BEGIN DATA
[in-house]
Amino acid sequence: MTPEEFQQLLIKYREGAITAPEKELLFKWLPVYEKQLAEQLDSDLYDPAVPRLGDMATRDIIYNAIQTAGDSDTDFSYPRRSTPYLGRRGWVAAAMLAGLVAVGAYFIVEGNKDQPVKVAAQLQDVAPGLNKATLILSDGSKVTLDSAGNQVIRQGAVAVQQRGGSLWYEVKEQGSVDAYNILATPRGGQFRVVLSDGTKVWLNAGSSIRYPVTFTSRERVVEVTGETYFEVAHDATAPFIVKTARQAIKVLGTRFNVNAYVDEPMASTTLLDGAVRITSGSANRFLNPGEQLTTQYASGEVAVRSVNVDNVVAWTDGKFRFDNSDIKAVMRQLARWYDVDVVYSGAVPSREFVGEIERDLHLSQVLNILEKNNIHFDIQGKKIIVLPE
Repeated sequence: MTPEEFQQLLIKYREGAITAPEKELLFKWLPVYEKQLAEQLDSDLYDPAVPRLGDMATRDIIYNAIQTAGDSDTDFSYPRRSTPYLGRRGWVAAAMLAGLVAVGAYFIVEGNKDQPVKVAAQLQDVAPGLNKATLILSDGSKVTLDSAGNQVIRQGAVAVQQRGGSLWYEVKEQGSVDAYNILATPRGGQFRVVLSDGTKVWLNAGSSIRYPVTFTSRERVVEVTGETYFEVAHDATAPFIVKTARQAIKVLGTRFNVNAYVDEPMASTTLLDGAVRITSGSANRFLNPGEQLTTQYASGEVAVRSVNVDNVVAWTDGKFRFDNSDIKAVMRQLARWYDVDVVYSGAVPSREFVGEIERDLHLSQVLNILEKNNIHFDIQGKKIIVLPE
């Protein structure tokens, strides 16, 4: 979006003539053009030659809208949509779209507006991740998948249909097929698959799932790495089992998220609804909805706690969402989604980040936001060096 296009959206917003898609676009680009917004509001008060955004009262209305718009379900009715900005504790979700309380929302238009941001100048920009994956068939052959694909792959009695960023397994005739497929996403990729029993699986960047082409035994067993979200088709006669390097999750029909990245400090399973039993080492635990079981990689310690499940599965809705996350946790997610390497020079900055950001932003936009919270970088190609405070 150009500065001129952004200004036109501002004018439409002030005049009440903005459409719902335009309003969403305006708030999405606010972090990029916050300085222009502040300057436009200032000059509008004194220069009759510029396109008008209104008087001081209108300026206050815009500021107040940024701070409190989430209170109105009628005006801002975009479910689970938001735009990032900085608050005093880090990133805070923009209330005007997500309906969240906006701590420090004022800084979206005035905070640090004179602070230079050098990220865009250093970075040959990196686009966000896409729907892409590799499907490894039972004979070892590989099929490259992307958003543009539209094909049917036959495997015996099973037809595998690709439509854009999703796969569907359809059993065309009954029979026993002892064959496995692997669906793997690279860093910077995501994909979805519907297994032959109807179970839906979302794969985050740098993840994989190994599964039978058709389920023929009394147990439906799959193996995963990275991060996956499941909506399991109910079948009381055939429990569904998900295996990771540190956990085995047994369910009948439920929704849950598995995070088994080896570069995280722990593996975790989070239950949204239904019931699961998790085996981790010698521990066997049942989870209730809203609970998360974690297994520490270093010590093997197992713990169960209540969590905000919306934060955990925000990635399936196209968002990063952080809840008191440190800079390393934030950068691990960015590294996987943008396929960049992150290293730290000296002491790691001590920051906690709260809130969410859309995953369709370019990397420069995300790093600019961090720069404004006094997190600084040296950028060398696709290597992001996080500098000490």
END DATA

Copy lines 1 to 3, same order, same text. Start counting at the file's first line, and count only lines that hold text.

[in-house]
Amino acid sequence: MTPEEFQQLLIKYREGAITAPEKELLFKWLPVYEKQLAEQLDSDLYDPAVPRLGDMATRDIIYNAIQTAGDSDTDFSYPRRSTPYLGRRGWVAAAMLAGLVAVGAYFIVEGNKDQPVKVAAQLQDVAPGLNKATLILSDGSKVTLDSAGNQVIRQGAVAVQQRGGSLWYEVKEQGSVDAYNILATPRGGQFRVVLSDGTKVWLNAGSSIRYPVTFTSRERVVEVTGETYFEVAHDATAPFIVKTARQAIKVLGTRFNVNAYVDEPMASTTLLDGAVRITSGSANRFLNPGEQLTTQYASGEVAVRSVNVDNVVAWTDGKFRFDNSDIKAVMRQLARWYDVDVVYSGAVPSREFVGEIERDLHLSQVLNILEKNNIHFDIQGKKIIVLPE
Repeated sequence: MTPEEFQQLLIKYREGAITAPEKELLFKWLPVYEKQLAEQLDSDLYDPAVPRLGDMATRDIIYNAIQTAGDSDTDFSYPRRSTPYLGRRGWVAAAMLAGLVAVGAYFIVEGNKDQPVKVAAQLQDVAPGLNKATLILSDGSKVTLDSAGNQVIRQGAVAVQQRGGSLWYEVKEQGSVDAYNILATPRGGQFRVVLSDGTKVWLNAGSSIRYPVTFTSRERVVEVTGETYFEVAHDATAPFIVKTARQAIKVLGTRFNVNAYVDEPMASTTLLDGAVRITSGSANRFLNPGEQLTTQYASGEVAVRSVNVDNVVAWTDGKFRFDNSDIKAVMRQLARWYDVDVVYSGAVPSREFVGEIERDLHLSQVLNILEKNNIHFDIQGKKIIVLPE